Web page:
Feast upon the Word Blog

A blog focused on LDS scriptures and teaching

Joseph Smith and Abou Ben Adhem

Posted by robf on May 7, 2010

Not sure how I’ve never heard this poem before, but today I was struck by the similarity between Joseph Smith’s encounter with Moroni and James Henry Leigh Hunt’s poem Abou Ben Adhem (published in England in 1834):

Abou Ben Adhem
About en Adhem (may his tribe increase!)
Awoke one night from a deep dream of peace,
And saw, within the moonlight in his room,
Making it rich, and like a lily in bloom,
An Angle writing in a book of gold:
Exceeding peace had made Ben Adhem bold,
And to the Presence in the room he said,
“What writest thou?” The Vision raised its head,
And with a look made of all sweet accord
Answered, “The names of those who love the Lord.”
“And is mine one?” said Abou. “Nay, not so,”
Replied the Angel. Abou spoke more low,
But cheerly still; and said, “I pray thee, then,
Write me as one that loves his fellow-men.”

The Angel wrote, and vanished. The next night
It came again with a great wakening light,
And showed the names whom love of God had blessed,
And, lo! Ben Adhem’s name led all the rest!

I did some Google searching and didn’t come up with much of an LDS connection here, but the poem is striking. While I can’t find a connection between Leigh Hunt and the Church, is there a connection between Joseph Smith and the legend of the Arab Muslim saint and Sufi mystic Ibrahim Bin Adham?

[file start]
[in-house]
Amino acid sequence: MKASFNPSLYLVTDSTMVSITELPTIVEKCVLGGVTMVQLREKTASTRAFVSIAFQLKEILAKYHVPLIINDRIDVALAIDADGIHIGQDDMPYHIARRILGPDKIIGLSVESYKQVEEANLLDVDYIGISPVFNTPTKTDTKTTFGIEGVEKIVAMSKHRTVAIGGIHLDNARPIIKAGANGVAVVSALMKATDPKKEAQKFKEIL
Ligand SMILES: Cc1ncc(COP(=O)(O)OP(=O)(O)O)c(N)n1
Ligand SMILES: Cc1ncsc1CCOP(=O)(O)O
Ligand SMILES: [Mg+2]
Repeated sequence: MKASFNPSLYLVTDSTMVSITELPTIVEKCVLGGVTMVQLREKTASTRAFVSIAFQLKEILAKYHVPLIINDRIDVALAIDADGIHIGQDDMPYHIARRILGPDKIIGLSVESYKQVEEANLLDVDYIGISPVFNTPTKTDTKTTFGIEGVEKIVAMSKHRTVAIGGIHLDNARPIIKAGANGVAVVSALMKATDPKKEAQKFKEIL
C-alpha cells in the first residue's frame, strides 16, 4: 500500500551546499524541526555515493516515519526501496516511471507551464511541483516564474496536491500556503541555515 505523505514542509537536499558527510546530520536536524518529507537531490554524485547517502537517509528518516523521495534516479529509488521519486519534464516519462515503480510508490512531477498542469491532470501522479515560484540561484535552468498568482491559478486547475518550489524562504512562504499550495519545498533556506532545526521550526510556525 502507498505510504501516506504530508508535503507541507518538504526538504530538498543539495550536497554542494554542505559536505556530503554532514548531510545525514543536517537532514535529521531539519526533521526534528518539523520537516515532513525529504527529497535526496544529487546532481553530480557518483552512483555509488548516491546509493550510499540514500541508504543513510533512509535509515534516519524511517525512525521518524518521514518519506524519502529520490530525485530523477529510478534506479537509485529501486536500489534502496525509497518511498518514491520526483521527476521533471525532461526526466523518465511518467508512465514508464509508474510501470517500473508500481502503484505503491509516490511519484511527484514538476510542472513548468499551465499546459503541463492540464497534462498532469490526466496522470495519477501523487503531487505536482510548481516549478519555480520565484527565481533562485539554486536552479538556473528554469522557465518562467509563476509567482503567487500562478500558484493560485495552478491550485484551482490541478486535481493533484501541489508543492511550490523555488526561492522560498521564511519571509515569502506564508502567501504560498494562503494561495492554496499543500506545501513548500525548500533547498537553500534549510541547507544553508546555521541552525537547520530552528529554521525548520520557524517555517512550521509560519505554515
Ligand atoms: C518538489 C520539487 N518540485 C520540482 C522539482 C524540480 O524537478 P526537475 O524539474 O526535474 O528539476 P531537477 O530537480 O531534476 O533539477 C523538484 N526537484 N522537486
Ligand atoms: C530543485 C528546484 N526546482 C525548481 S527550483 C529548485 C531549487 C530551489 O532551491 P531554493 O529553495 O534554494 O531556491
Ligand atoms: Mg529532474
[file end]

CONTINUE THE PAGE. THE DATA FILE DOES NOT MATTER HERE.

3 Responses to “Joseph Smith and Abou Ben Adhem”

  1. Nothing to add other than my anecdotal experience as a missionary in Arizona, where a member loved this poem and handed out copies to all missionaries who served in his area. I immediately recognized the similarities to JS that you describe, and told myself I’d research it more when I returned from my mission. That was 6 years ago. I’d totally forgotten about the poem until I saw your post.

  2. kirkcaudle said

    wow, pretty interesting. I have never seen this poem before.

  3. Tony said

    I read this poem many times in school, but for reasons I can’t explain I never saw anything at the time to make me think of Joseph Smith. Thanks for bringing this up. I wonder if Joseph ever ran across the poem and, if so, whether it struck him the same way.

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